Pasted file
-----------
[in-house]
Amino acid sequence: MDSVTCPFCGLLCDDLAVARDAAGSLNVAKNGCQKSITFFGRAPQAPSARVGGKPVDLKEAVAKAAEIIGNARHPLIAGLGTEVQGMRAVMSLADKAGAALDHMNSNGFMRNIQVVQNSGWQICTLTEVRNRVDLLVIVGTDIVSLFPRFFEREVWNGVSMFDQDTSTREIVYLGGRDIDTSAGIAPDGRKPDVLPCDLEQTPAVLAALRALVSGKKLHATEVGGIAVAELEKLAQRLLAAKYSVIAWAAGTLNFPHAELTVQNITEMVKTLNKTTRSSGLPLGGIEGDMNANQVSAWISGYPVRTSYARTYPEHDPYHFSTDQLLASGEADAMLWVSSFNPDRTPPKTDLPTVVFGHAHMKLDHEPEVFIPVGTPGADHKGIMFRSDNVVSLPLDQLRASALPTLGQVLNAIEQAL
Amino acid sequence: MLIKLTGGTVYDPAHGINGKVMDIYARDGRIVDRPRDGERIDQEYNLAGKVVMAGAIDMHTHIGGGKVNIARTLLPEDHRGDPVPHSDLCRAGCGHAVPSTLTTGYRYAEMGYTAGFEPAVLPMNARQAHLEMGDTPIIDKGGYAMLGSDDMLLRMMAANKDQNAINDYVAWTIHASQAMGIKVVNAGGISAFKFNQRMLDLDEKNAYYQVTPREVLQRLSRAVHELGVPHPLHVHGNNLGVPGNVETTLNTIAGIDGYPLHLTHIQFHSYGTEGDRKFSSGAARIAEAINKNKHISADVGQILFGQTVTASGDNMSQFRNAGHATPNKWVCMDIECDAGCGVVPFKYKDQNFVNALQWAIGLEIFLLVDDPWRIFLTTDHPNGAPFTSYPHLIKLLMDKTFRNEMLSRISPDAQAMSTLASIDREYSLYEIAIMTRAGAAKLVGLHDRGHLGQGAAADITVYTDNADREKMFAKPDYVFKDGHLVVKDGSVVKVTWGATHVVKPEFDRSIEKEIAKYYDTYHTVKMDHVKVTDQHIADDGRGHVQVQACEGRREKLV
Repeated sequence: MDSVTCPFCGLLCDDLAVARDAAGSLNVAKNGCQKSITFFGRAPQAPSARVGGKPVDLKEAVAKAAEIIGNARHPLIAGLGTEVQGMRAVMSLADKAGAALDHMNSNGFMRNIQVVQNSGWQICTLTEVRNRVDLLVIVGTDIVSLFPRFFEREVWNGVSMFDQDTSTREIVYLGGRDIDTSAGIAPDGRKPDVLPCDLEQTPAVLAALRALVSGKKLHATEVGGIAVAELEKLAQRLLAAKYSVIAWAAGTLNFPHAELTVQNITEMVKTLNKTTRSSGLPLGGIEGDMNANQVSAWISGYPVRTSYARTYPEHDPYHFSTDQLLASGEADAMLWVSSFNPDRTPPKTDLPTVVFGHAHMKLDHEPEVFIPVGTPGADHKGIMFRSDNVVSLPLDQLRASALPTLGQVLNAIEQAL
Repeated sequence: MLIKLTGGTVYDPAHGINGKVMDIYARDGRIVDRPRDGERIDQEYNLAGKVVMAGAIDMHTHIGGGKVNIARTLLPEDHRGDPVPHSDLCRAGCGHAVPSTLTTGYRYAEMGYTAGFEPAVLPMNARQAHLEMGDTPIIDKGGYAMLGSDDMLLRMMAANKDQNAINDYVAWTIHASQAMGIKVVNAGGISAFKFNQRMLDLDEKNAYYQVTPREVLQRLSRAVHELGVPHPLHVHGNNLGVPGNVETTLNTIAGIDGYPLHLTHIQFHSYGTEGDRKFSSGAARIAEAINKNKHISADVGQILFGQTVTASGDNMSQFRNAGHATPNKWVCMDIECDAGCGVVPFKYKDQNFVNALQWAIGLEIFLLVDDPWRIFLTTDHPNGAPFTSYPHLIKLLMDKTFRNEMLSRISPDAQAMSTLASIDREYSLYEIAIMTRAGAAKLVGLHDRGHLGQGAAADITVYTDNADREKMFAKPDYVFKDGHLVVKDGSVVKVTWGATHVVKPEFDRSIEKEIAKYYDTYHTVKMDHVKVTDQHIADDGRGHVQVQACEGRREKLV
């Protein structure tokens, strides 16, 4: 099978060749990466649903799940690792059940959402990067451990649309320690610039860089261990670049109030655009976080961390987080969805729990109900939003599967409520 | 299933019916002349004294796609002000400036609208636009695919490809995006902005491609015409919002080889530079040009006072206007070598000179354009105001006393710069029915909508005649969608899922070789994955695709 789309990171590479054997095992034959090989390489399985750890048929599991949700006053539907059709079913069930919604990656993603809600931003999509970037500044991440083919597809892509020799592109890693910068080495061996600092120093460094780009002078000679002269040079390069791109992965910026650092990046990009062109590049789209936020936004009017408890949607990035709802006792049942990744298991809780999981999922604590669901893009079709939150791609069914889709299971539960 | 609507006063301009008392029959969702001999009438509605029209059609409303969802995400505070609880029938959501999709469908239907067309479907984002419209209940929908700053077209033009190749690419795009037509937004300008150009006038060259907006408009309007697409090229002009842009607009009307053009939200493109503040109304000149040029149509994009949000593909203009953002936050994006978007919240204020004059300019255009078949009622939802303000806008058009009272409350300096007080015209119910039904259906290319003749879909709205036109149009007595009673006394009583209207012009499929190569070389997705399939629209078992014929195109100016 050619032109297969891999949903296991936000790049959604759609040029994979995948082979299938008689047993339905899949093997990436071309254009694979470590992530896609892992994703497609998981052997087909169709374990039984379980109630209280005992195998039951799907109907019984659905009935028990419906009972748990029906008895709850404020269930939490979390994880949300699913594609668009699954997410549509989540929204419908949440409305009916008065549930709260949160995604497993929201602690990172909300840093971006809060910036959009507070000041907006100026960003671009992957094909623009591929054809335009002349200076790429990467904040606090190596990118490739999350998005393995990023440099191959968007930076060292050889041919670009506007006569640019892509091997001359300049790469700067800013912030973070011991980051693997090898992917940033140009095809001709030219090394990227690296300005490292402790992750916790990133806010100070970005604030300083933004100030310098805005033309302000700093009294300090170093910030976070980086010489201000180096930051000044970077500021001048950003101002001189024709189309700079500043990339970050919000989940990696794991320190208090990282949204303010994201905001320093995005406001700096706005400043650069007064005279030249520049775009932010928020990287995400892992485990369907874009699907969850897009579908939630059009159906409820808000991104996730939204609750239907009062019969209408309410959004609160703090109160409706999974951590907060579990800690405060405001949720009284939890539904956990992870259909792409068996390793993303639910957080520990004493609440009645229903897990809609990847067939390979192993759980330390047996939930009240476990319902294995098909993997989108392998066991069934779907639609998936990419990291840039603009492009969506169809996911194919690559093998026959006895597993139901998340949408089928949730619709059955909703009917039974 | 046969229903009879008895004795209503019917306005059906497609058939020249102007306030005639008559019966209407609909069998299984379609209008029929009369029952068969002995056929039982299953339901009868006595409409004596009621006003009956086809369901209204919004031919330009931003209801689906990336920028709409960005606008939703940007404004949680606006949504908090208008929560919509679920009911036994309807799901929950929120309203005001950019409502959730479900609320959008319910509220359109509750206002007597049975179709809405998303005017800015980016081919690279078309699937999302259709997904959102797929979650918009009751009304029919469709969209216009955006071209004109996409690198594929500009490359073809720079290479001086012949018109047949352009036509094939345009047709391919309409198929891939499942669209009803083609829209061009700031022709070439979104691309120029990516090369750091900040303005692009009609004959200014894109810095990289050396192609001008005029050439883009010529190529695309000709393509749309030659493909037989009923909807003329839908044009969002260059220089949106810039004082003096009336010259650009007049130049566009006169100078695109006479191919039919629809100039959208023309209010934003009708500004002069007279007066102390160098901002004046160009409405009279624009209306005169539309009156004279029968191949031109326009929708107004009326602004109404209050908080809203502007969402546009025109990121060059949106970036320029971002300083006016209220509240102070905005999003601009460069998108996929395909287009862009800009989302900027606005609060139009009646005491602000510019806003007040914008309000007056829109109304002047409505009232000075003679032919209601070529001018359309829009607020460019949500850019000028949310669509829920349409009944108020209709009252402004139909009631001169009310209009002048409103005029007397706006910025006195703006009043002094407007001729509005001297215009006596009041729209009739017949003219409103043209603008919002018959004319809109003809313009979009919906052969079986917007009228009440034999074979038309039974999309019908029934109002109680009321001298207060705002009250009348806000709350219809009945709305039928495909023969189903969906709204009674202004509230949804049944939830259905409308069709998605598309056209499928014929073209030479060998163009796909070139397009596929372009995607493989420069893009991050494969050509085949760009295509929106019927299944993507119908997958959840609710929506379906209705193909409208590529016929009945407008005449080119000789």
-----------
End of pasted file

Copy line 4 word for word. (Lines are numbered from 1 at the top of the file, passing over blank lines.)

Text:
Repeated sequence: MDSVTCPFCGLLCDDLAVARDAAGSLNVAKNGCQKSITFFGRAPQAPSARVGGKPVDLKEAVAKAAEIIGNARHPLIAGLGTEVQGMRAVMSLADKAGAALDHMNSNGFMRNIQVVQNSGWQICTLTEVRNRVDLLVIVGTDIVSLFPRFFEREVWNGVSMFDQDTSTREIVYLGGRDIDTSAGIAPDGRKPDVLPCDLEQTPAVLAALRALVSGKKLHATEVGGIAVAELEKLAQRLLAAKYSVIAWAAGTLNFPHAELTVQNITEMVKTLNKTTRSSGLPLGGIEGDMNANQVSAWISGYPVRTSYARTYPEHDPYHFSTDQLLASGEADAMLWVSSFNPDRTPPKTDLPTVVFGHAHMKLDHEPEVFIPVGTPGADHKGIMFRSDNVVSLPLDQLRASALPTLGQVLNAIEQAL